Many of our fondest memories are linked with food.

Memory-making does not require”grand gestures,” explains Hsiao-Ching-Chou in her blog for Seattle Magazine.  Imagine the cooking adventures, gathering ingredients and preparation,  after foraging for wild mushrooms on mountain slopes not far from Seattle.

And in an eloquent essay for the Guardian, Nigel Slater suggests that his life story could be told in ice cream: “I am not the only one for whom many of life’s most intimate details come flooding back at the sight, smell and taste of particular foods. Everyone I speak to seems to have a favourite or, in some cases, a most hated dish with which they can recall particular moments of their lives.”

Sometimes, taste or smell trigger images of the past, and sometimes it’s the process of food-making, what we do with her hands.  Sometimes the memory is based on a once-in-a-lifetime event and other times it’s routine remembered, no longer part of our life.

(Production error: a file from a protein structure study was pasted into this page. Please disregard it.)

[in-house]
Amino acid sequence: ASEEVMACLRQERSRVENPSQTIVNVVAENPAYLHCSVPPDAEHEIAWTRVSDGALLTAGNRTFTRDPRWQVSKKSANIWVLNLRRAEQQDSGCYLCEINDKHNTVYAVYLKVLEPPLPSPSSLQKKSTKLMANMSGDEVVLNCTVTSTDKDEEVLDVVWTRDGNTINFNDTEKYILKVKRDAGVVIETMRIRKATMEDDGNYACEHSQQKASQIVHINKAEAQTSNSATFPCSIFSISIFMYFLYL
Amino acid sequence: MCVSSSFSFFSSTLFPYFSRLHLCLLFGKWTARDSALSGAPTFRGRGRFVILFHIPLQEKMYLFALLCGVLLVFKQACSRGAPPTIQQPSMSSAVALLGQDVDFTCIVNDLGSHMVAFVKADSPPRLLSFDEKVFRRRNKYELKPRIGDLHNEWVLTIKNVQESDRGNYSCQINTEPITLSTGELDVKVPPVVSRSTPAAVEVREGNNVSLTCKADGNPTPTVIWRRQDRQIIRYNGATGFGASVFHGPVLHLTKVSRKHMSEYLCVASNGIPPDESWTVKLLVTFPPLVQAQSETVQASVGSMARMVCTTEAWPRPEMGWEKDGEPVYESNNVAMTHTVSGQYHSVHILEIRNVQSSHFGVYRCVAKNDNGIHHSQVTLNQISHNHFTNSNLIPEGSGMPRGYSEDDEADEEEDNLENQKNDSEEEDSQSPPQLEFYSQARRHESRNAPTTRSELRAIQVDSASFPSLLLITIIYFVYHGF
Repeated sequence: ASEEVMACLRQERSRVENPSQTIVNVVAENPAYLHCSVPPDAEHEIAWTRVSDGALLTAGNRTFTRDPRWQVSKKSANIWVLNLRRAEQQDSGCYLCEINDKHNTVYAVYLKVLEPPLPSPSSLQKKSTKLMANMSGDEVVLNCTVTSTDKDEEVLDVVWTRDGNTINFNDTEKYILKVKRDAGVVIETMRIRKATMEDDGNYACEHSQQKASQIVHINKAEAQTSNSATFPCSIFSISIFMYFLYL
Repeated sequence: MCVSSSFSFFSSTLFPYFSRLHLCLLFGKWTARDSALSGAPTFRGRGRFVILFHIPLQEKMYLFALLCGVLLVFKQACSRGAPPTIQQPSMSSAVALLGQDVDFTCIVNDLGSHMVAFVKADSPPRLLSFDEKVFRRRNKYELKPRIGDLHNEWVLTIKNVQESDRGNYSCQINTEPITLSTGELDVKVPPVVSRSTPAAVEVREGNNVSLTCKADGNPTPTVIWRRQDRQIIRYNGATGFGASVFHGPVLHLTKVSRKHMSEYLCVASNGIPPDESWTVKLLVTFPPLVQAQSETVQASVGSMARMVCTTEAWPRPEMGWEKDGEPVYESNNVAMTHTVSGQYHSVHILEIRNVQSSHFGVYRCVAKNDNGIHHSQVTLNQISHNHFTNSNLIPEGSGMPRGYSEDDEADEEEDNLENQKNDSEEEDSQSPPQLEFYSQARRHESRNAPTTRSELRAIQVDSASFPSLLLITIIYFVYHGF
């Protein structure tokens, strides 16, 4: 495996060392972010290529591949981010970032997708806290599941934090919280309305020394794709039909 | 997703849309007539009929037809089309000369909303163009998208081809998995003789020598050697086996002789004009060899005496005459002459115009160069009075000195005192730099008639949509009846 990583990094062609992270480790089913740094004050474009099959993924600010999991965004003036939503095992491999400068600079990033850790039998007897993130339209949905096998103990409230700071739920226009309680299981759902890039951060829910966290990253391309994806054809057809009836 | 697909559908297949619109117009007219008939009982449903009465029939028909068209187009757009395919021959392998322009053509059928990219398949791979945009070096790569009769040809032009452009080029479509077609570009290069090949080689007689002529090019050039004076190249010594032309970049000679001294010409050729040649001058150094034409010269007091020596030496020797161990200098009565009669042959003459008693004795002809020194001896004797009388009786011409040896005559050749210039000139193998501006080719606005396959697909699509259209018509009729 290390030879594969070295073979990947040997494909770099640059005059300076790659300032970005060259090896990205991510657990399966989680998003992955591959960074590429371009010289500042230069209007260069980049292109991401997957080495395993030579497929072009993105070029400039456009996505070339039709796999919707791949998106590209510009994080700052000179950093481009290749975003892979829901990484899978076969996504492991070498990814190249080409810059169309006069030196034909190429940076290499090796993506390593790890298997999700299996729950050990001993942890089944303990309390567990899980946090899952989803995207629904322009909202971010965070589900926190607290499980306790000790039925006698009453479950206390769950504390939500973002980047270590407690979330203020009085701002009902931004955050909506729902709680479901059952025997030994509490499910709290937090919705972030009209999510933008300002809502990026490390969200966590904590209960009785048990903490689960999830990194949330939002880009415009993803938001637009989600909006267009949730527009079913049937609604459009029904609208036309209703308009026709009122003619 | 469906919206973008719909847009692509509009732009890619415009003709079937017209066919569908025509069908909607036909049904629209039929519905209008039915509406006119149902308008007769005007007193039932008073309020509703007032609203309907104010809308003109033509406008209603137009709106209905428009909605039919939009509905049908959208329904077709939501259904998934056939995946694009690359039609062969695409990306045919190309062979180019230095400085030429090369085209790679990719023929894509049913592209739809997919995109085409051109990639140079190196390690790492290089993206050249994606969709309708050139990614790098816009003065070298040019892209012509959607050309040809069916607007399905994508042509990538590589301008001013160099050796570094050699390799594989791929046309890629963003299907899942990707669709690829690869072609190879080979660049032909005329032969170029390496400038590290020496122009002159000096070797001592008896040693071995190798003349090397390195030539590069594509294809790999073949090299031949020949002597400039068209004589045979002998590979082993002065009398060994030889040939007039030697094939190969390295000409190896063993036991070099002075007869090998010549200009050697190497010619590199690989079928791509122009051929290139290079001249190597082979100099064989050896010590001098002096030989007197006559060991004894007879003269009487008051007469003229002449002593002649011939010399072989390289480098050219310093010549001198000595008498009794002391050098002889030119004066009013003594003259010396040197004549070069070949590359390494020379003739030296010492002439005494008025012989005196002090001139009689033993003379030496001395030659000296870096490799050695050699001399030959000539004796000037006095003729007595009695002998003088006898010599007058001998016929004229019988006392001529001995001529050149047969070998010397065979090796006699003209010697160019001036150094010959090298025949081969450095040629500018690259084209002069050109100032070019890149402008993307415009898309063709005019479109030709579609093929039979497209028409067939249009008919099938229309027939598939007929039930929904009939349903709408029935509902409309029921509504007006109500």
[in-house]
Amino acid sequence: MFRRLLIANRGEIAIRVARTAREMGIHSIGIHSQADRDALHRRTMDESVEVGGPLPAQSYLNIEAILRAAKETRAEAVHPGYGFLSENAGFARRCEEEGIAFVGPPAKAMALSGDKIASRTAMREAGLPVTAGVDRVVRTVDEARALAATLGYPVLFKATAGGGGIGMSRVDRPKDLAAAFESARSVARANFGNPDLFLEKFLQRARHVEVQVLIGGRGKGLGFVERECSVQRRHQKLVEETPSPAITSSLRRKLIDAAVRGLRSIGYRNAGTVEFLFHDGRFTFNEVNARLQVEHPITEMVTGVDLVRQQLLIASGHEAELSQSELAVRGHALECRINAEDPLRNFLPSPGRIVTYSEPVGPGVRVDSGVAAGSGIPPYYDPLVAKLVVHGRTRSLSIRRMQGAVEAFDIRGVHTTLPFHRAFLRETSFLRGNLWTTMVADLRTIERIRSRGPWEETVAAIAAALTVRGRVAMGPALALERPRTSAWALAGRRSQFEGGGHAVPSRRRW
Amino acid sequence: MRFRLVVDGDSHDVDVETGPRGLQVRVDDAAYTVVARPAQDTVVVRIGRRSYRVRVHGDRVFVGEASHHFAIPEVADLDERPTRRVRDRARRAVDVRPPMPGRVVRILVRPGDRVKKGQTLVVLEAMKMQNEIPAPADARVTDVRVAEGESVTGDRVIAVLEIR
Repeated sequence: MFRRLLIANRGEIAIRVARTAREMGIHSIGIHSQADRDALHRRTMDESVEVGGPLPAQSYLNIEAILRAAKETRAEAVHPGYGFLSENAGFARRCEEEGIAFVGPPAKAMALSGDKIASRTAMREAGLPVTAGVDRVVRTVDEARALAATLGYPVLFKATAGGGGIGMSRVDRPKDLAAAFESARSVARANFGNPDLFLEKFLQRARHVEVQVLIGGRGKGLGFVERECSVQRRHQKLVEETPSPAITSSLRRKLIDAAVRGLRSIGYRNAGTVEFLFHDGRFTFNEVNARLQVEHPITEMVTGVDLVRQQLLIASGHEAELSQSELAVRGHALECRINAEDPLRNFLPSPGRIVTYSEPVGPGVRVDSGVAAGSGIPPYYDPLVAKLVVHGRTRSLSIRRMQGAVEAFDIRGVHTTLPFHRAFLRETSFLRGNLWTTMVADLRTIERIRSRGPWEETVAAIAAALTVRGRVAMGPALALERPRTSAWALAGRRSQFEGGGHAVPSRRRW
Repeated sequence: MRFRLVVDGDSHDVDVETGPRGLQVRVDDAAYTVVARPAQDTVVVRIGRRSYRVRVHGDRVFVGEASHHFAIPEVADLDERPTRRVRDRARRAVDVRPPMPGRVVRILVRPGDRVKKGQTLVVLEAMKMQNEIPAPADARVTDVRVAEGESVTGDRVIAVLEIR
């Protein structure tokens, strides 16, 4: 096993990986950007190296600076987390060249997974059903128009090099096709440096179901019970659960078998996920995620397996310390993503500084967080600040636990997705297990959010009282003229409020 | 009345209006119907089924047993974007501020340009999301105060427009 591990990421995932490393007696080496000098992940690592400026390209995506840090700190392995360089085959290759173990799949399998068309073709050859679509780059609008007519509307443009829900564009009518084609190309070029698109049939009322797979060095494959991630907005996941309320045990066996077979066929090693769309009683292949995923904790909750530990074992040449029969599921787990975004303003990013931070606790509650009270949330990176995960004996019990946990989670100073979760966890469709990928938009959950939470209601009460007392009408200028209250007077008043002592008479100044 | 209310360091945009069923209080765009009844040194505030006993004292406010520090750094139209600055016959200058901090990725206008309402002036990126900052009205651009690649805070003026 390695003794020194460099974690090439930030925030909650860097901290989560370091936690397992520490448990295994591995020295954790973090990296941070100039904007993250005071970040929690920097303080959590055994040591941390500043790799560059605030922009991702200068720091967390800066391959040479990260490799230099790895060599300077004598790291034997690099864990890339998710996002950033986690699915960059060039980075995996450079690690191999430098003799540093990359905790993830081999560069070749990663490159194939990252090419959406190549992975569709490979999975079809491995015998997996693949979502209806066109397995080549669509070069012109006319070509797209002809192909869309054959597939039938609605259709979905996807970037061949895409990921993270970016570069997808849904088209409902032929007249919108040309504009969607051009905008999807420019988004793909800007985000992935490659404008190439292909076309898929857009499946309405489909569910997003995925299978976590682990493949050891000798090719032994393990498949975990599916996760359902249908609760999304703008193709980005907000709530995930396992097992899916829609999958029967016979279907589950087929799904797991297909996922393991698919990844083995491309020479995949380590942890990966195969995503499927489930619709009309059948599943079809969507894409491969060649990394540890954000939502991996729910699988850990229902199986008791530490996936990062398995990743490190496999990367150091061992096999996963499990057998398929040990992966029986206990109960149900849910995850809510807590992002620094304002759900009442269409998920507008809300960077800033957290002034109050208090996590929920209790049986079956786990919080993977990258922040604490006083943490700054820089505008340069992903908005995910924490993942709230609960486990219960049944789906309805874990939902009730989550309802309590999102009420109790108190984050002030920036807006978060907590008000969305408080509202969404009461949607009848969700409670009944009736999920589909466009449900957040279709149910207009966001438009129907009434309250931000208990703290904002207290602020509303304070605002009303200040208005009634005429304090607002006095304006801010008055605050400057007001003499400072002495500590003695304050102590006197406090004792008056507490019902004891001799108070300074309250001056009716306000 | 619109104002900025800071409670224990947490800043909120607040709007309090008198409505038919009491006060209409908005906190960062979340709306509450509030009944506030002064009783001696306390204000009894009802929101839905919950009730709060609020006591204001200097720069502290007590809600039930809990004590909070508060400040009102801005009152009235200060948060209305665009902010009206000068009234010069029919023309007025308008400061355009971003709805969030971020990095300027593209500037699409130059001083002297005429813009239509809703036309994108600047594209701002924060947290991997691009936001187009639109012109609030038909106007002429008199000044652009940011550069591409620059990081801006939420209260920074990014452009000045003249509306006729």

“What keeps me motivated is not the food itself but all the bonds and memories the food represents,” notes chef Michael Chiarello of Bottega Restaurant in Napa Valley.

When people are thoughtful about food, I’m curious about their recipes.  And it’s not unusual for the great chefs to enjoy working with tuna. So,  check out Michael Chiarello’s recipe for Tuna Mousse or Grilled Tuna Tonnato, or seafood recipes from Nigel Slater. Or, create your own adventure by foraging for mushrooms to saute with herbs for your grilled tuna. Before foraging, check out these safety and storage tips from BBC.

And we look forward to you writing and sharing a favorite food memory.

(Photo from Tomomarusan and Wikimedia)

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